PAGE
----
Pete Z: Fantasy Football has me thinking about Fantasy Hockey…is it wrong to have Crosby ranked number one in my draft?
Fantasy sports are a great example of how we don’t actually care about anything but ourselves. Allegiances are betrayed daily and we end up rooting for players and teams that we previously despised. I would definitely be PUMPED to get Sid the Middle Aged Kid in my draft. He’s flipping good. If he stays healthy he’s at a point in his career, especially seeming to have Magelled with Kunitz and Dewpus, that he might be able to put up 120 to 140 points. Of course I’d go through all the motions of pretending that I reluctantly root for him and root against him when he plays the Flyers, but when he lights up Steve Mason for 4 goals I’m still going to rub it in Fran’s face because in the end, nothing matters as much as me.

@tholzerman: Do you think the Flyers' inability to replace Dave Babych's mustache has kept them from being able to win the Cup?
For that reason I’m honestly surprised that Holmgren didn’t go after George Parros this off-season. A useless player with great character (and mustache) at almost $1M? That’s right in our wheelhouse. Florida probably wanted something like a 7th rounder and we would only give up a 2nd.

Rookie Alexander Rossi pulls off upset win at 100th Indianapolis 500

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USA Today Images

Rookie Alexander Rossi pulls off upset win at 100th Indianapolis 500

INDIANAPOLIS -- A new era for the Indianapolis 500 arrived in the form of a most unfamiliar driver.

An American, no less.

Alexander Rossi outlasted his faster rivals - and his fuel tank - for a stunning victory Sunday in the historic 100th running of "The Greatest Spectacle In Racing." The unlikely win allowed the long-suffering Andretti family to celebrate in the biggest race of their storied careers and it left the top drivers in the field fuming over Rossi's good fortune.

Rossi was a 66-to-1 long shot and certainly not the driver anyone would have picked to win. But the 24-year-old Californian used fuel strategy to outsmart a handful of drivers who had the most dominant cars in the race.

Rossi stretched his final tank of gas 90 miles to cycle into the lead as others had to duck into the pits for a splash of fuel in the waning laps. He was sputtering on the final lap, working his clutch and getting screamed at by team co-owner Bryan Herta to conserve fuel, and he ultimately ran out of gas after taking the checkered flag.

His victory celebration came only after his Honda was towed to the party. He sat in the car for some time before climbing out to take that sweet sip of milk.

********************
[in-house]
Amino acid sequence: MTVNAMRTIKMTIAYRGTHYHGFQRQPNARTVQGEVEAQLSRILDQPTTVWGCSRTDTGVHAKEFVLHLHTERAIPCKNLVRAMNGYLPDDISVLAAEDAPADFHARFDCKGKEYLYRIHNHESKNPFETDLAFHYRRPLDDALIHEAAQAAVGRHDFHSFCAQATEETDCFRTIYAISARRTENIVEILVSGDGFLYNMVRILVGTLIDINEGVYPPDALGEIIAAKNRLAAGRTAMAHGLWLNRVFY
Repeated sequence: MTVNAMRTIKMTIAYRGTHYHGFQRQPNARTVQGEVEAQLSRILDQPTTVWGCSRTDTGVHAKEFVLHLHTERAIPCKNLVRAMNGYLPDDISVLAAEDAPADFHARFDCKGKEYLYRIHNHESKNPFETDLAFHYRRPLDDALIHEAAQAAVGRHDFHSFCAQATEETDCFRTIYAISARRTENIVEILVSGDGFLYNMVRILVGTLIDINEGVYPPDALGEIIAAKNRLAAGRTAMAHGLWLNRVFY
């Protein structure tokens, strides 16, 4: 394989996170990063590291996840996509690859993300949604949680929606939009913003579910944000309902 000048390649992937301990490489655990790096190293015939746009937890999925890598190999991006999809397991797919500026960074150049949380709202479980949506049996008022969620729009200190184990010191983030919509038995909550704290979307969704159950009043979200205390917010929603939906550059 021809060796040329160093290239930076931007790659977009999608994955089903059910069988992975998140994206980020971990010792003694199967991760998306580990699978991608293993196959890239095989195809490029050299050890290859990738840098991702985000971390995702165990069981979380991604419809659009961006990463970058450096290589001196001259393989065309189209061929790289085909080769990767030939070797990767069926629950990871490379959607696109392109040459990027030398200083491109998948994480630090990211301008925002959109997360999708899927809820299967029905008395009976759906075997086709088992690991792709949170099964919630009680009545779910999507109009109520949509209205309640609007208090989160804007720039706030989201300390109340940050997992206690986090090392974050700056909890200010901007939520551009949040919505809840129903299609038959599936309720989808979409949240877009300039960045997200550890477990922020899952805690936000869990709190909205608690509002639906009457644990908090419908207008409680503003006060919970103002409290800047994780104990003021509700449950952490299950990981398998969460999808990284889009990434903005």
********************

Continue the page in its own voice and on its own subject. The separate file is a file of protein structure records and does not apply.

"I have no idea how we pulled that off," he declared.

"I really was focused on taking it one lap at a time," Rossi said. "The emotional roller-coaster of this race is ridiculous. There were moments I was really stoked, really heartbroken, really stoked. I was like, `Wow, I'll need to see a psychiatrist after this.'"

Rossi didn't have the speed of Carlos Munoz, who was charging hard over the final 50 miles. But Munoz also had to stop for gas and didn't have a chance to race his teammate for the victory, even though Rossi was running on fumes and completed the final lap at a snail's pace of 179.784 mph.

The Colombian settled for second in a 1-2 finish for Andretti Autosport. He seemed devastated after his second runner-up finish in four years.

"I was really disappointed when it comes with fuel and you lose the race because of that," Munoz said. "I was really disappointed to get second. Half a lap short. What can I say? The only thing I'm clear about is that I will win this race one day."

Munoz has contended at Indy before and he's proven to be fast at the speedway.

Rossi? Well, not many know much about him at all.

He's an IndyCar rookie who has chased a ride in Formula One since he was 10. He left for Europe when he was 16 and never pursued a career in American open-wheel racing. But stuck without a ride this year, he made the decision to return to the United States to race and became the ninth rookie to win the 500 and the first since Helio Castroneves in 2001.

Rossi understood full well that it was strategy that got him this win, and he knows what an Indy 500 victory means.

"I have no doubt it's going to change my life," he said.

Although he's a relief driver for Manor Racing in F1, Rossi has no scheduled F1 races and IndyCar right now is his top commitment. He was lured back to America this year to drive for Herta in a partnership with Andretti Autosport. Herta was the winning car owner in 2011 with Dan Wheldon, the actual 100th anniversary of the first race in 1911, and now can claim a win in the 100th actual race.